A few prep schools in manchester /cheshire and their fee schedules an be found here:
This one is just nder £6k per annum up to and including year 6
This one is £6360 per annum up to and including year 6
This one is less than £4500 per annum (but. Don't know anything about this school other than its location)

So my figures are not unrealistic.

tiggytape Mon 02-Sep-13 22:57:05

From your figures, it seems Manchester is one of the areas that has a higher than average amount of state funding and lower than average private school fees - which makes sense really: in pockets of the country where children are deemed particularly affluent, they'll get less state funding per head and the local prep schools know they can charge higher fees). That's not any comment on Manchester other than to say it may not be very typical of the national picture.

The median spend per pupil nationally is £4147 from the government (not including any funds the school may raise itself).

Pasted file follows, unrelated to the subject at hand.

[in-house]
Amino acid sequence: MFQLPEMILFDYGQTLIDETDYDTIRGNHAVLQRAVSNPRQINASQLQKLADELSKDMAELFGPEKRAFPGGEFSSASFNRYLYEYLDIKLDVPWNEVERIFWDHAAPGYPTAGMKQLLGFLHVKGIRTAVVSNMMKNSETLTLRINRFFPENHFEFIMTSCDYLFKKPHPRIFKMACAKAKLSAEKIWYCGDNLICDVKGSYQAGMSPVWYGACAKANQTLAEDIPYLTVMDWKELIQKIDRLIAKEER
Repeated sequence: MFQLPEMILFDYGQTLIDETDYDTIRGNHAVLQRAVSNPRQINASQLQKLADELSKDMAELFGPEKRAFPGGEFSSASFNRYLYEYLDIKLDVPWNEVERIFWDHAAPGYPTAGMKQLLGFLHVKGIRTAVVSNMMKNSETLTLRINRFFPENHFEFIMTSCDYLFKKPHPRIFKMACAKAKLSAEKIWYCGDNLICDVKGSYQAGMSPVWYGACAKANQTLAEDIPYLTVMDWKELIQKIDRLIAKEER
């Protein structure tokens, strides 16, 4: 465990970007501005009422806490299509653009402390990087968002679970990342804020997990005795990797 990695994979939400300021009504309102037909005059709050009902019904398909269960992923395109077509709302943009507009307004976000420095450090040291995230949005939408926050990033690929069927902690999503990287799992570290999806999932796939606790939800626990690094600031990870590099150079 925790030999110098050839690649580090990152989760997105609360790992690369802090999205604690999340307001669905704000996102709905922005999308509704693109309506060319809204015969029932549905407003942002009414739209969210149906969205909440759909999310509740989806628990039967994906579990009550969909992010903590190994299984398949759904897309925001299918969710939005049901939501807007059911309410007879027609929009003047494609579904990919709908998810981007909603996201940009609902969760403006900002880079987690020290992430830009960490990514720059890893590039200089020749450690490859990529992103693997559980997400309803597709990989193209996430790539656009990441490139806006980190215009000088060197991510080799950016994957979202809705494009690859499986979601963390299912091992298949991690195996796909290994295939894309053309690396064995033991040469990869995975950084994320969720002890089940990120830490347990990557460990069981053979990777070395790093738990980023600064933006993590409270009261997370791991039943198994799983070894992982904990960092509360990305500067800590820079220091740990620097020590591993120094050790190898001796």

And, even in the outer regions of London, prep school fees hover around £10,000 per year eg here or here - the national average being about £8625 per year so again Manchester gets a good deal that isn't typical of most areas.

Runningchick123 Tue 03-Sep-13 06:56:43

Manchester does get a good deal all round. Wages in manchester and property costs are also lower in Manchester than in London which goes some way to explaining why the prep fees can be a lot lower. I do appreciate that in the South fees are a lot higher and in many regions prep schools charge over 10k per year.

But just looking at Manchester as an example, most state schools are full to bursting so £5k per pupil per year = class income of £150,000 (not including pupil premium which in some of the inner city schools will be paid for up to 70% of pupils). Private school with 15 per class charging £6500 = class income of £97,500.
Do state schools also get extra money for major building work? Private schools obviously don't but still manage to maintain their buildings.
Stockport, which is a neighbouring town to Manchester has average funding of £4200 per primary pupil, but for a class of 30 that's still £126k income per class.
The govt should give all schools the same level of per pupil funding (small village schools and thos affected by London weighting allowance would need extra).